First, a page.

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Earlier this week, I looked at the social media app: Snapchat. To extend beyond just becoming comfortable with the apps and programs students are using, how can you use this in your classroom? Vicki Davis provides several suggestions including using YouTube for students to host their own show or document their learning. Ultimately, I believe that social media can be a force for good in the classroom, even in the casual use that student use it for (when appropriate). It represents a significant part of modern development and learning.

In this post however, I intend to address the transition of social media. In Amanda Lenhart’s article through the Pew Research Center, it stated that 71% of students used more than one form of social media, with the most being on Facebook at 71% and only 41% on Snapchat… my students are more likely to represent if you switched each apps respective numbers. When we further observe the stats on the same site, it states that girls dominate visually-oriented media. To pose an inference about this data, and unfortunately in an overgeneralizing heterosexist lens, the margin of numbers I would expect to diminish as male students follow what the females share. With more visuals, we see Snapchat overtake Facebook. Given student feedback? Snapchat is better for their daily communication desires. Why is SnapChat so much better?

Two things: Intimacy and connectedness.

Intimacy.
Students and adults have already learned to “curate their content” and create public social media images and private lives to protect themselves from the watchful eye of future employers, but this addresses privacy rather than intimacy. As well, many students are aware of the possibility that individuals can still take screenshots without being caught. Students achieve a greater amount of intimacy when you can actually see the person you’re speaking (or texting) to. Humans and animals learn our facial expressions to adapt and become socialized, it’s natural. This is just further learning of intimacy with others. In an education-setting, this can even help students who struggle with reading social cues get experience! The sharing of inside jokes or personal confessions simply enhances the intimate social experience. Going beyond novel (reading), to drawings (pictures), to film (video). It’s important to differentiate in my definition of intimacy. I refer to it as the development of emotional closeness with others, not in the sexual nature. Students also need to be aware of and learn that a (possibly provocative) picture that may be gone in 10 seconds may not disappear.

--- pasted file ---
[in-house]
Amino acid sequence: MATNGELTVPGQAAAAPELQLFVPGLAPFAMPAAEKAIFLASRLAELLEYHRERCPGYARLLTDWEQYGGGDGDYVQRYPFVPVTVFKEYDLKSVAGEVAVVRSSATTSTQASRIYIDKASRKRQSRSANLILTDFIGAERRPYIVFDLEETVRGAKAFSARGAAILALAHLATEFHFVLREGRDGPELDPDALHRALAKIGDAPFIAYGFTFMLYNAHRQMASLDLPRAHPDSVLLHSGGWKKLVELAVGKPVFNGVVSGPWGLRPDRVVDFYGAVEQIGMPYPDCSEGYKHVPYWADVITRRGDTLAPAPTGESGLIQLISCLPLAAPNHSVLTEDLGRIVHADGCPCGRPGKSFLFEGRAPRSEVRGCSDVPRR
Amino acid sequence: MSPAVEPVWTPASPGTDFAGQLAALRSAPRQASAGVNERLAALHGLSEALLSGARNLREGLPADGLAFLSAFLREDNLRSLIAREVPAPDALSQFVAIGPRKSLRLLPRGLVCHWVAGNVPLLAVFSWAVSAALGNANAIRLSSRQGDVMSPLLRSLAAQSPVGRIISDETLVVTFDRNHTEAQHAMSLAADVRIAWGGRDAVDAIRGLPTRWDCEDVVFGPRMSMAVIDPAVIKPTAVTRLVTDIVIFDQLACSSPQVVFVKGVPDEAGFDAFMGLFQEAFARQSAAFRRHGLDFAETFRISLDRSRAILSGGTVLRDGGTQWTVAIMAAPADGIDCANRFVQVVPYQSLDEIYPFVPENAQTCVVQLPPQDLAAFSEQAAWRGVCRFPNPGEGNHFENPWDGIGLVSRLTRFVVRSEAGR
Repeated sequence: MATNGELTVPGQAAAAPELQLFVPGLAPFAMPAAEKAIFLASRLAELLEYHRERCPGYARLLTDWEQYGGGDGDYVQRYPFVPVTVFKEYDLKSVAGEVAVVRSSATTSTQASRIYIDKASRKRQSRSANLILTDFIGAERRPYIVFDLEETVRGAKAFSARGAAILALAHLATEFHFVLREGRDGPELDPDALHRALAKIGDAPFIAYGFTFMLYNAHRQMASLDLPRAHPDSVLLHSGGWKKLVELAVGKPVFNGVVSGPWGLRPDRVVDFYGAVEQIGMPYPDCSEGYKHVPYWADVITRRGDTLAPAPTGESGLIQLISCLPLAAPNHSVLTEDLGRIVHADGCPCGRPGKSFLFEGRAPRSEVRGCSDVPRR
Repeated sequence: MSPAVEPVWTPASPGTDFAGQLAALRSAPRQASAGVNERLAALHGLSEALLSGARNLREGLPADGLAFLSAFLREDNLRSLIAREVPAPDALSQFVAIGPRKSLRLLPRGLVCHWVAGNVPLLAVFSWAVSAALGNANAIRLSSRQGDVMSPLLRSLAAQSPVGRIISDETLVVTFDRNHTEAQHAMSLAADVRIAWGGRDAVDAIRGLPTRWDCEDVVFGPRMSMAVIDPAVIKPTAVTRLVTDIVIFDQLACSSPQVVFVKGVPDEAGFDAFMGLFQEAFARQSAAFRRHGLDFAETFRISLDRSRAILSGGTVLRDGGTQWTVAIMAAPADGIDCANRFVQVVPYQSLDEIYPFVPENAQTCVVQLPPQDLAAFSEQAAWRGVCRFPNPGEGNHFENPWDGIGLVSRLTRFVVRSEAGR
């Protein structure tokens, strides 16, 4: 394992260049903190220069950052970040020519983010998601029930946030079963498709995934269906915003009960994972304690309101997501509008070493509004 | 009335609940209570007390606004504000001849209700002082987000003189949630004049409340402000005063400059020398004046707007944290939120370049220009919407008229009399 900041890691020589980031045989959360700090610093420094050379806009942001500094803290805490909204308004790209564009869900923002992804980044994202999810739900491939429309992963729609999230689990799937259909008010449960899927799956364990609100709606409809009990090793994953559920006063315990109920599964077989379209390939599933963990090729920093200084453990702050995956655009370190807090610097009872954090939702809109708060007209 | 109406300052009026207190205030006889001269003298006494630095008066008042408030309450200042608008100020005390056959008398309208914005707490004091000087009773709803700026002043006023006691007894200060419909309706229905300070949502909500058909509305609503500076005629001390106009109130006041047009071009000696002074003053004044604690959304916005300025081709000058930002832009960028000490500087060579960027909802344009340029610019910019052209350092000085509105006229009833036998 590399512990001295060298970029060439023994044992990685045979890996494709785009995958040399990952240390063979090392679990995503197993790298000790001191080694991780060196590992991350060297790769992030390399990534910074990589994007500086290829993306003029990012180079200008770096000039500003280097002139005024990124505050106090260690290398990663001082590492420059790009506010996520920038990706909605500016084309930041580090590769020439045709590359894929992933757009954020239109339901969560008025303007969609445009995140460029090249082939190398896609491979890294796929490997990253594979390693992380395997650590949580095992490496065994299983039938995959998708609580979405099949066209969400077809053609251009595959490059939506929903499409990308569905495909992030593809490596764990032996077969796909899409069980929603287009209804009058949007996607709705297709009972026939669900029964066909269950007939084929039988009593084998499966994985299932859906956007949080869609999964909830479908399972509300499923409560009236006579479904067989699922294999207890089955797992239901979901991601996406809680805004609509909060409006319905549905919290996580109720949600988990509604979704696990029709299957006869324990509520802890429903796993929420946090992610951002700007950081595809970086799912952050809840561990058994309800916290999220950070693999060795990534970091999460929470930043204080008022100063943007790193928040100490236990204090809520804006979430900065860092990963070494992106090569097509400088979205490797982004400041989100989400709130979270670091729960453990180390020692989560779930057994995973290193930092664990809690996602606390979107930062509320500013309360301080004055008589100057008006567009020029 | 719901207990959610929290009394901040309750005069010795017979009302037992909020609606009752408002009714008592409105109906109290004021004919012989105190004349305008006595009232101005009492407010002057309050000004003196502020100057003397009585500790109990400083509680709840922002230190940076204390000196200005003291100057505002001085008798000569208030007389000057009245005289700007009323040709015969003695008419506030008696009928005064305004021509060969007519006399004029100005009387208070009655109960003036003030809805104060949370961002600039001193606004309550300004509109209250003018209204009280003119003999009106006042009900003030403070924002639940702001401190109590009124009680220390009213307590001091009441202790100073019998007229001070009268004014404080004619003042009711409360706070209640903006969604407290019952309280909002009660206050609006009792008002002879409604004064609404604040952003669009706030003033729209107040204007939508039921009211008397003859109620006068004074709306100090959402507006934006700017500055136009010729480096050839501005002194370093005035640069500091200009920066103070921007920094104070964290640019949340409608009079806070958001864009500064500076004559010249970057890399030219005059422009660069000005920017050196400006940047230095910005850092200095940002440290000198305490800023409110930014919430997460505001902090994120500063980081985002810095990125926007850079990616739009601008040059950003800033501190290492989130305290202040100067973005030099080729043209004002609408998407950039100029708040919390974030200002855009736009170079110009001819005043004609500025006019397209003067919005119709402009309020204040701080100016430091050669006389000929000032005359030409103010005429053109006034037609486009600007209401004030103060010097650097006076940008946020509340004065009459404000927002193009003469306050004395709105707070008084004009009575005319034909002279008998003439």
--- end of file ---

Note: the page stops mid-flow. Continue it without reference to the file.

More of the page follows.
Connectedness.

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Photo Credit: Jeff Coons via Compfight cc

Students want to connect with their peers, whichever social media takes precedence in a particular generation, individuals will clamour to it. The social media aids in the development of social skills in a modern era while satisfying our universal relationship needs.

1. Companionship / Belonging
2. Affection (Verbal and Physical)
3. Emotional Support / Validation

Will Meek, Ph.D Psychology Today

Upon inquiring students about what makes Snapchat stand out: “everyone else uses it”. ‘Everyone else’ involves the people they deem significant within their social circles school or community-wide. Do you agree? Parents and teachers may bridge that gap at times or provide this need in a non-digital sense, but perhaps modern peer-to-peer interaction is dominantly achieved through social media.

Some students did have both, like myself. Why? Students may put general postings about big moments in their lives on Facebook for family members to see, or stay in touch with older family members. Facebook also has the group chat function which can be used to target a more broadly-aged audience. Utilizing more than one I would argue is the ideal, as each fulfill different purposes. Connecting within peer groups more intimately with some (Snapchat), or more widely with things like Twitter or Facebook.

Do you agree or disagree? Share your opinion on social media in schools in comments below!

– Logan Petlak

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